Norris v. Bunting
ORDER ADOPTING REPORT AND RECOMMENDATIONS; OVERRULING Petitioner's Objection and Addendum to Objection. This case is DISMISSED. Signed by Judge Algenon L. Marbley on 4/24/2017. (cw)(This document has been sent by regular mail to the party(ies) listed in the NEF that did not receive electronic notification.)
IN THE UNITED STATES DISTRICT COURT
FOR THE SOUTHERN DISTRICT OF OHIO
DERRICK CAMERON NORRIS,
CASE NO. 2:15-CV-764
JUDGE ALGENON L. MARBLEY
MAGISTRATE JUDGE KEMP
OPINION AND ORDER
On February 27, 2017, the Magistrate Judge issued a Report and Recommendation
recommending that the instant petition for a writ of habeas corpus pursuant to 28 U.S.C. § 2254
be dismissed. (ECF No. 25.) Petitioner has filed an Objection and Addendum to Objection to the
Report and Recommendation. (ECF Nos. 26, 27.) Pursuant to 28 U.S.C. § 636(b), this Court has
conducted a de novo review. For the reasons that follow, Petitioner’s Objection and Addendum
to Objection (ECF Nos. 26, 27) are OVERRULED. The Report and Recommendation (ECF
No. 25) is ADOPTED and AFFIRMED. This action is hereby DISMISSED.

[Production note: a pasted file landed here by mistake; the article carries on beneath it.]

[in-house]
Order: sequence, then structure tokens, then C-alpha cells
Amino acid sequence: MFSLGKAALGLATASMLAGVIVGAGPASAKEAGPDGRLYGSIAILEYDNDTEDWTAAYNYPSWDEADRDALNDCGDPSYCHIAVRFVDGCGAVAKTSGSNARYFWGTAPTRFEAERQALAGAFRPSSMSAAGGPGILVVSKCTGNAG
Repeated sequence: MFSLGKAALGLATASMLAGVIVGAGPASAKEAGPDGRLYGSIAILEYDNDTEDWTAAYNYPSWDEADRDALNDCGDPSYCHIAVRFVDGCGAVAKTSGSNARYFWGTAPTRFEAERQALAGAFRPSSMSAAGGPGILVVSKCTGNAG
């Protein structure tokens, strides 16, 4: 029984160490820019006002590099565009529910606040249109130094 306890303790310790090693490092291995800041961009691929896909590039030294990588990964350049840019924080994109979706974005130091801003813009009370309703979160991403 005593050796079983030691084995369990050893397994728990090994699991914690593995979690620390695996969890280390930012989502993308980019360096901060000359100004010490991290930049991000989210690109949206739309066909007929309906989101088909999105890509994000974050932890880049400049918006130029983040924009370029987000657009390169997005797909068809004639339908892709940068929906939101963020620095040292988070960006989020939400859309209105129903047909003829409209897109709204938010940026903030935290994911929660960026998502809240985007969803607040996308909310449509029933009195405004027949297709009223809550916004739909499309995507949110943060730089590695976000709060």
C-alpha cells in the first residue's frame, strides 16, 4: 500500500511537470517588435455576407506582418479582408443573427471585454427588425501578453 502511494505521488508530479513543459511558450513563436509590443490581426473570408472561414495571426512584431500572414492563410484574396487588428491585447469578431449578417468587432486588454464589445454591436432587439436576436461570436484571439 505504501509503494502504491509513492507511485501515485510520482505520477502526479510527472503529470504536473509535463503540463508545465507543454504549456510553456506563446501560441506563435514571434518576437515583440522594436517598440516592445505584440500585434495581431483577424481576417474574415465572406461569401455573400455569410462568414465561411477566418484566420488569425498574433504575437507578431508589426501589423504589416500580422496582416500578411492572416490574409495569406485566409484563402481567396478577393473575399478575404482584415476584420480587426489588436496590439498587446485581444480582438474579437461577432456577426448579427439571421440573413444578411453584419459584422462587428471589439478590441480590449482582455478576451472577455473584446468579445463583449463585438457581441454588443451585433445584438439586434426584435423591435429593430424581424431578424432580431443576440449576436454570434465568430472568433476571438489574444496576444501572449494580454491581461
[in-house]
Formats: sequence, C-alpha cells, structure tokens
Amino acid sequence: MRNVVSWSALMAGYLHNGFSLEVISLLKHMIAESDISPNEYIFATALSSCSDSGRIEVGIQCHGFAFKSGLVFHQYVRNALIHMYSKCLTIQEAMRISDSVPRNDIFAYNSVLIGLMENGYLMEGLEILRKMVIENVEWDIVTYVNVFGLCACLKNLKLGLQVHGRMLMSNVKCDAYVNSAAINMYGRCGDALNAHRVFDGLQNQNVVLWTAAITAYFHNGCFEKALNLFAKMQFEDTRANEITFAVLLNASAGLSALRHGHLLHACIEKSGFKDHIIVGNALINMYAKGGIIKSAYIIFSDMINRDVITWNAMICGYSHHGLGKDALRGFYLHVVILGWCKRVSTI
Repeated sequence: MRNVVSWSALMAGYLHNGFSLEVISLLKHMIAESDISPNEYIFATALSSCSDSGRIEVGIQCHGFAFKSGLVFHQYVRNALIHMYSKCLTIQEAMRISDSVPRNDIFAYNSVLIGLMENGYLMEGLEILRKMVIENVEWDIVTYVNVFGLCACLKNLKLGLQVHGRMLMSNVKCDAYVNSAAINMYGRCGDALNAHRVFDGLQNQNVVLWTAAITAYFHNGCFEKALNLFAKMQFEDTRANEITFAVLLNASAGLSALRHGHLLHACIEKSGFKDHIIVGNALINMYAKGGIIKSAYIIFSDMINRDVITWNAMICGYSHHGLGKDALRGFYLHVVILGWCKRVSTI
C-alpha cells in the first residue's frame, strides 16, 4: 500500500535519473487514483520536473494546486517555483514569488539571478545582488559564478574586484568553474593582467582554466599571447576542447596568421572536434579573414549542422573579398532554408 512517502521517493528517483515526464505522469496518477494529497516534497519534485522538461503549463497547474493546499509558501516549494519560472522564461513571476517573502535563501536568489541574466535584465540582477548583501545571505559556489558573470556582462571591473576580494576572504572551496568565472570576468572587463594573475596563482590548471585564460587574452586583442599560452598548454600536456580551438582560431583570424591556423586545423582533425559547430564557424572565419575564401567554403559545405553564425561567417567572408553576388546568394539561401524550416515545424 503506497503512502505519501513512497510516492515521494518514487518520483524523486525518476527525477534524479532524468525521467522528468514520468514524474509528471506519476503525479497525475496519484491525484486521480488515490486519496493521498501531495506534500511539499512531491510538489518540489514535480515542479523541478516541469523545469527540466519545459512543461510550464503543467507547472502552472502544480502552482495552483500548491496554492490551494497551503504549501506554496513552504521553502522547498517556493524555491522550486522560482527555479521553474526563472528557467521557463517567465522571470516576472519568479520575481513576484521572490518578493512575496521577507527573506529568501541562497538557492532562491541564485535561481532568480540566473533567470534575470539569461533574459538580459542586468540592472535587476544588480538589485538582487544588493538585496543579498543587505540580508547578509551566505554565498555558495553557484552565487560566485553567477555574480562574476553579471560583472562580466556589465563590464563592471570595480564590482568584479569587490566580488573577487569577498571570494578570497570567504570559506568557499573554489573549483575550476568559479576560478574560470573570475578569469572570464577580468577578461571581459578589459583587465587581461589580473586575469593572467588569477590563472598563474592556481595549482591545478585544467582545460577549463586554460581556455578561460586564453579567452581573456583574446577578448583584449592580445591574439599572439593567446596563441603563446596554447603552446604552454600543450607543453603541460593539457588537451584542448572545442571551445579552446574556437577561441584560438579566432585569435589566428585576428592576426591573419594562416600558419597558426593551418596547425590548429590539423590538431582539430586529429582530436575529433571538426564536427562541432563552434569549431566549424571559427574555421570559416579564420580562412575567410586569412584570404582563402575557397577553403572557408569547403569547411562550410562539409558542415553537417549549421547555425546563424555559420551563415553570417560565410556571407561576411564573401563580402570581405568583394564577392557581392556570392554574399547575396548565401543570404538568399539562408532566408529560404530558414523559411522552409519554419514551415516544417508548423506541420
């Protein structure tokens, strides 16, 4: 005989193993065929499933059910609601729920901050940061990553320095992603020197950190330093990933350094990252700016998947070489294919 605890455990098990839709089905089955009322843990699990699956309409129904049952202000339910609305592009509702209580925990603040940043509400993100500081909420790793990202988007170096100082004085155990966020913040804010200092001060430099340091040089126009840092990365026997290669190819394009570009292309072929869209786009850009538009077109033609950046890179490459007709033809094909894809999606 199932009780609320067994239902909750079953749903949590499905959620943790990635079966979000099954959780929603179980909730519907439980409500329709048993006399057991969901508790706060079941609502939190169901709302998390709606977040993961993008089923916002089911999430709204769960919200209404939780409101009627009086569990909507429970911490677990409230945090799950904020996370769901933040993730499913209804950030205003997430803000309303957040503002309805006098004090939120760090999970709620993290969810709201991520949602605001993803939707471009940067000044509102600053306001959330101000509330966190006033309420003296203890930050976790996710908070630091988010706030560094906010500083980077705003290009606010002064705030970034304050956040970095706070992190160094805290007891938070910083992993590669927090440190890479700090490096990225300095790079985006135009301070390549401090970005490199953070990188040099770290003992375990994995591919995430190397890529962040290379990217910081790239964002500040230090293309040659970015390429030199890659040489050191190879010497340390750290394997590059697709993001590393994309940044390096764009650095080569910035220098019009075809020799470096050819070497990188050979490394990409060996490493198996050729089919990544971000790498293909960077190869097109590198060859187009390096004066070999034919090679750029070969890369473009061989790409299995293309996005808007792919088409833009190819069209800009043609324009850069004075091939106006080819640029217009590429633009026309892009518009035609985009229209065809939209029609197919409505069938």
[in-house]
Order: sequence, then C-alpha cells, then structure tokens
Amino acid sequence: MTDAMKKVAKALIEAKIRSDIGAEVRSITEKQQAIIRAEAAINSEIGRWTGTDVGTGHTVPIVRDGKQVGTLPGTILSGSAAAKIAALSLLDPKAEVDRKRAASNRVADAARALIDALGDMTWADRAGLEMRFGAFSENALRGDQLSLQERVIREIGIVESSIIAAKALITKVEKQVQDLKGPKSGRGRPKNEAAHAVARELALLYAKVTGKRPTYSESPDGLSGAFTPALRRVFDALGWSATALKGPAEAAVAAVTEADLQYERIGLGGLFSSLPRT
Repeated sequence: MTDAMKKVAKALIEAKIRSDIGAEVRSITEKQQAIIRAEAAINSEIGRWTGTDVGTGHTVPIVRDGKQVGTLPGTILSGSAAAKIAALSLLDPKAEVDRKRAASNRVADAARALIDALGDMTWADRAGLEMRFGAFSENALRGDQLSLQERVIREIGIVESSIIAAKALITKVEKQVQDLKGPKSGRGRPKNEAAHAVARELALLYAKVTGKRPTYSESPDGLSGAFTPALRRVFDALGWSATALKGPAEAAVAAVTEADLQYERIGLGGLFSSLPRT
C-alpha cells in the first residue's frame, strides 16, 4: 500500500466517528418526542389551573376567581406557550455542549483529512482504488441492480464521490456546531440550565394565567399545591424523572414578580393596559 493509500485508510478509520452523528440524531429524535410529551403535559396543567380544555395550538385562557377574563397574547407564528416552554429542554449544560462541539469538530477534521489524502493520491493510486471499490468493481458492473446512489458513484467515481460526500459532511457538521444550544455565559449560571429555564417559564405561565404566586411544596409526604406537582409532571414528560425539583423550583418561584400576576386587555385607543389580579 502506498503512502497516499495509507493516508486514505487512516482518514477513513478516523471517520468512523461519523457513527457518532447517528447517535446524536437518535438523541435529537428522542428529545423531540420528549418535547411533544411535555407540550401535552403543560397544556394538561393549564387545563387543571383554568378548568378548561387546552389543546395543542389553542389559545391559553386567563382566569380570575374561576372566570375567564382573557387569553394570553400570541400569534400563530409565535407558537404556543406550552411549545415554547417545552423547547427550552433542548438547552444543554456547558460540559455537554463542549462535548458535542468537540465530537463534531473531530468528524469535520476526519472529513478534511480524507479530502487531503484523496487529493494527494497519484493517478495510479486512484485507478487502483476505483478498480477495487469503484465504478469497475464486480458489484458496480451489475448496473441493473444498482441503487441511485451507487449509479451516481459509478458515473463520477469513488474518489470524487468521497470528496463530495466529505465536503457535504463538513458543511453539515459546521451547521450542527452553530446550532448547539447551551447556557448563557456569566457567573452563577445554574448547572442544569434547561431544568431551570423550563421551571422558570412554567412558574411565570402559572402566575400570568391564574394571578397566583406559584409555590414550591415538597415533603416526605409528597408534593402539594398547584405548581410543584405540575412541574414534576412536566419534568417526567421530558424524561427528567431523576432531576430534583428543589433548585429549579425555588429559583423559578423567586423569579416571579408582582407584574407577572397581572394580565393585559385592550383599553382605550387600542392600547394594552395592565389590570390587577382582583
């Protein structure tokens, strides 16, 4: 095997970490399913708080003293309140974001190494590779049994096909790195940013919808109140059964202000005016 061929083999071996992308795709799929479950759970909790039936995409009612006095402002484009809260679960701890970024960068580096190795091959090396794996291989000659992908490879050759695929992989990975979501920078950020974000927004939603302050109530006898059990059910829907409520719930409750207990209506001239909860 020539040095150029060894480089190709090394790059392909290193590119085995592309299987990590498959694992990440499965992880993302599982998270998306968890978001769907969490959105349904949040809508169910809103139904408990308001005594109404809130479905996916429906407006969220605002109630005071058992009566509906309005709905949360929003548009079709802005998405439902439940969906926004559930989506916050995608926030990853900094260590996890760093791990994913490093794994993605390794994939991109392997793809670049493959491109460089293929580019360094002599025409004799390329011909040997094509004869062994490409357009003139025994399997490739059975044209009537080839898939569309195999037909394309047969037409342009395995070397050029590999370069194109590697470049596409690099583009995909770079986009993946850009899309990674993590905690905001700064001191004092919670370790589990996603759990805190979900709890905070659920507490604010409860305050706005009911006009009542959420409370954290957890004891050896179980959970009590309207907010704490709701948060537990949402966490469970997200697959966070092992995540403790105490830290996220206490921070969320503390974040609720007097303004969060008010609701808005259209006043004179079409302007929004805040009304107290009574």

Petitioner challenges his September 17, 2004, convictions in the Muskingum County
Court of Common Pleas pursuant to his guilty plea on murder with a firearm specification,
aggravated robbery, and tampering with evidence. He asserts that he was denied due process
because the trial court failed to provide him with a de novo re-sentencing hearing pursuant to the
remand of the Ohio Court of Appeals based on the trial court’s failure to advise him of the terms
of post-release control (claim one); that his guilty plea was not knowing, intelligent or voluntary
based on the State’s failure to advise him that, upon release, he would be subject to the terms of
post-release control (claim two); and that his convictions violate the Double Jeopardy Clause
(claim three). The Magistrate Judge recommended dismissal of claims one and two on the
merits, and claim three as procedurally defaulted.
Petitioner objects to the Magistrate Judge’s recommendations. Petitioner argues at length
that his initial judgment of conviction was void, and his guilty plea not knowing, intelligent or